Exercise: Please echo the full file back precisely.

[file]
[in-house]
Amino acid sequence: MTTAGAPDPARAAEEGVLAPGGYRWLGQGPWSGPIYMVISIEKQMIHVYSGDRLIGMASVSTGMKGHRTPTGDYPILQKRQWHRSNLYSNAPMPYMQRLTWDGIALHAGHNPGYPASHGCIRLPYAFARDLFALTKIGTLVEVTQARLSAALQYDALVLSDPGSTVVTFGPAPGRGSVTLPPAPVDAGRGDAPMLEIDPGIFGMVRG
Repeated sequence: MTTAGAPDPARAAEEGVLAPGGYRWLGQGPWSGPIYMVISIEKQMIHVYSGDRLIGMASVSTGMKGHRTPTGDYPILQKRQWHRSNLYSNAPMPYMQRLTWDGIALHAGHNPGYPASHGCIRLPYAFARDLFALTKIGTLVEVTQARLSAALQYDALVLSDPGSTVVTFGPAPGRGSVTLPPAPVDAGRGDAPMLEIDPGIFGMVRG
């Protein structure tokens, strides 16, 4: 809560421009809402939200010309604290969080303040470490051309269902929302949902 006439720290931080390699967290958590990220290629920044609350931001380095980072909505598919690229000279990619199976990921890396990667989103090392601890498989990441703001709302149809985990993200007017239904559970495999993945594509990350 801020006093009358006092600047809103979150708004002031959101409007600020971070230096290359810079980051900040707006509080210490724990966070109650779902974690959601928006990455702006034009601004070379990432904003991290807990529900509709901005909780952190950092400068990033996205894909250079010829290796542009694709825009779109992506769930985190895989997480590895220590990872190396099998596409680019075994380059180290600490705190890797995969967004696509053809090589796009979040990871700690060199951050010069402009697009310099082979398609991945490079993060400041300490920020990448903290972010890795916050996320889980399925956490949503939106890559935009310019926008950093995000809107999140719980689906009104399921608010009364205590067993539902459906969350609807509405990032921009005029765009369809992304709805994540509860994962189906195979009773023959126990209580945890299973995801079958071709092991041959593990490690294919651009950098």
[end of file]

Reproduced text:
[in-house]
Amino acid sequence: MTTAGAPDPARAAEEGVLAPGGYRWLGQGPWSGPIYMVISIEKQMIHVYSGDRLIGMASVSTGMKGHRTPTGDYPILQKRQWHRSNLYSNAPMPYMQRLTWDGIALHAGHNPGYPASHGCIRLPYAFARDLFALTKIGTLVEVTQARLSAALQYDALVLSDPGSTVVTFGPAPGRGSVTLPPAPVDAGRGDAPMLEIDPGIFGMVRG
Repeated sequence: MTTAGAPDPARAAEEGVLAPGGYRWLGQGPWSGPIYMVISIEKQMIHVYSGDRLIGMASVSTGMKGHRTPTGDYPILQKRQWHRSNLYSNAPMPYMQRLTWDGIALHAGHNPGYPASHGCIRLPYAFARDLFALTKIGTLVEVTQARLSAALQYDALVLSDPGSTVVTFGPAPGRGSVTLPPAPVDAGRGDAPMLEIDPGIFGMVRG
């Protein structure tokens, strides 16, 4: 809560421009809402939200010309604290969080303040470490051309269902929302949902 006439720290931080390699967290958590990220290629920044609350931001380095980072909505598919690229000279990619199976990921890396990667989103090392601890498989990441703001709302149809985990993200007017239904559970495999993945594509990350 801020006093009358006092600047809103979150708004002031959101409007600020971070230096290359810079980051900040707006509080210490724990966070109650779902974690959601928006990455702006034009601004070379990432904003991290807990529900509709901005909780952190950092400068990033996205894909250079010829290796542009694709825009779109992506769930985190895989997480590895220590990872190396099998596409680019075994380059180290600490705190890797995969967004696509053809090589796009979040990871700690060199951050010069402009697009310099082979398609991945490079993060400041300490920020990448903290972010890795916050996320889980399925956490949503939106890559935009310019926008950093995000809107999140719980689906009104399921608010009364205590067993539902459906969350609807509405990032921009005029765009369809992304709805994540509860994962189906195979009773023959126990209580945890299973995801079958071709092991041959593990490690294919651009950098």